An explosion in tourist numbers is contributing to an increase in dingo attacks on Queensland’s World Heritage-listed Fraser Island, says a leading preservation group.
The warning follows a serious attack on April 19 when dingoes dragged a toddler from a camper trailer as he slept, fracturing the child’s skull.
The child’s father fought off the animals and the 14-month-old is recovering well following surgery, but the incident marks the third serious attack by dingoes on the island this year. A boy and his mother were chased and mauled by dingoes in February and a young boy was bitten on the legs in January.
Queensland environment minister Leeanne Enoch has launched an urgent review into dingo management on the island and ranger patrols were stepped up over the Anzac Day long weekend.
Ernest Healy, secretary of the National Dingo Preservation and Recovery Program says “long-term mismanagement” of the population on the island by Queensland authorities is a contributing factor to recent attacks.
“Tourism numbers to Fraser Island have grown over the past decade to mass proportions which are not consistent with the preservation of the environmental and wildlife values which are the basis of the Island’s World Heritage Listing status,” he told local media.
“This is particularly the case at peak visitation periods like Easter.
“What should be managed as a high conservation, ecotourism location of world significance is being marketed as a cash cow for mass tourism. Much of this mass tourism impacts on dingo breeding locations and the dingoes simply cannot avoid the human traffic.
“Instead of tourist visitation to the island being managed as a privilege, and visitor numbers restricted accordingly, Fraser Island is being managed as a Disney style theme park.”
Aboriginal elders agree the current system is not working, saying tourists need to be held accountable for irresponsible actions – such as feeding the wild animals and approaching them for photos.
“We would like to remind people that our traditional homeland is a pristine wilderness, which has dangerous animals that could harm your loved ones,” the Butchulla Aboriginal Corporation said in a statement to The Courier-Mail.
“It is time that people are more accountable for their actions. Wongaris (dingoes) should not be sacrificed for human error or inciting interaction.”
Mr Healy says camping on Fraser Island should be limited to designated fenced camping areas which exclude dingoes.
“Poorly regulated, free range camping on a mass scale should not be permitted,” he said.
The Dingo preservation group proposes a tourism management model similar to that of Victoria’s Wilsons Promontory in Victoria, Healy arguing no limit on tourists means the sheer numbers of visitors is preventing adequate delivery of education on how to behave around dingoes.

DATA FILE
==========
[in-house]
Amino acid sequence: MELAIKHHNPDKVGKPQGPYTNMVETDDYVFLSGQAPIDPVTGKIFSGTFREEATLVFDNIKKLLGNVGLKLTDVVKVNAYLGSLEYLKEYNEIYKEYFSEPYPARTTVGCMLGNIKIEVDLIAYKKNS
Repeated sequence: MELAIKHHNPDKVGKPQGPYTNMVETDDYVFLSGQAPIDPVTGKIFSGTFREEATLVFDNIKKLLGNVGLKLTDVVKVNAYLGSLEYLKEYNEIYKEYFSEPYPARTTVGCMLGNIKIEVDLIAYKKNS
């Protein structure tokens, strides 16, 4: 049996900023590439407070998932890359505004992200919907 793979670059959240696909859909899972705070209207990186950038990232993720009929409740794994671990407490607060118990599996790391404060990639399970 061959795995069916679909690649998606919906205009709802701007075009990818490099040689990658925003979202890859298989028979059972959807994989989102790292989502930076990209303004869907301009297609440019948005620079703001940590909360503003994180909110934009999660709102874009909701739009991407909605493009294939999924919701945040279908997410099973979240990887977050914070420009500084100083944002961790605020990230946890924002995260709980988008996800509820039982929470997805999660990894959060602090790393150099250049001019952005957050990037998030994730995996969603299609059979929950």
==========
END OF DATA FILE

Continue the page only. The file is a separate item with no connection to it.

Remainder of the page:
However, David Hay, general manager of the island’s Kingfisher Resort, says local tourism operators are doing an effective job of educating the public on how to behave on Fraser.
“In conjunction with the Queensland Parks and Wildlife Service, we do a lot of education announcements on ferries, signs, leaflets handed out throughout the national park. As a community, we have done a very good job of the public education campaign in the last 20 years or so,” he told ABC radio.
Asked if he’d noticed a downturn in business because of the attacks, Hay said: “No we haven’t, it’s only been a short time but we haven’t had anything like that happen yet.
“I guess our major concern ongoing is that people don’t view Fraser Island as a dangerous place to visit. It’s certainly not if you take the right precautions and stay in the appropriate areas.”
The resort manager says guests have so far been surprisingly unphased by the latest incident.
“Most people really want to know where it happened and what the circumstances were surrounding it,” he told the ABC.
“Of course there’s a few different versions, but basically the family were beach camping in an area on the eastern side of the island which isn’t fenced and once we explain to people that the resorts at the township and most of the national park campgrounds on the island have dingo-proof fences around them, that’s quite reassuring for people to know.”
Cheryl Bryant from volunteer organisation Save Fraser Island Dingoes has welcomed the environment department’s review.
“We need to review the current risk management strategy and improve it, we have a whole list of recommendations that we put on the table after the last incident with the French tourists.
“This should have happened then, and now it’s even more imperative we find a solution, and fast.”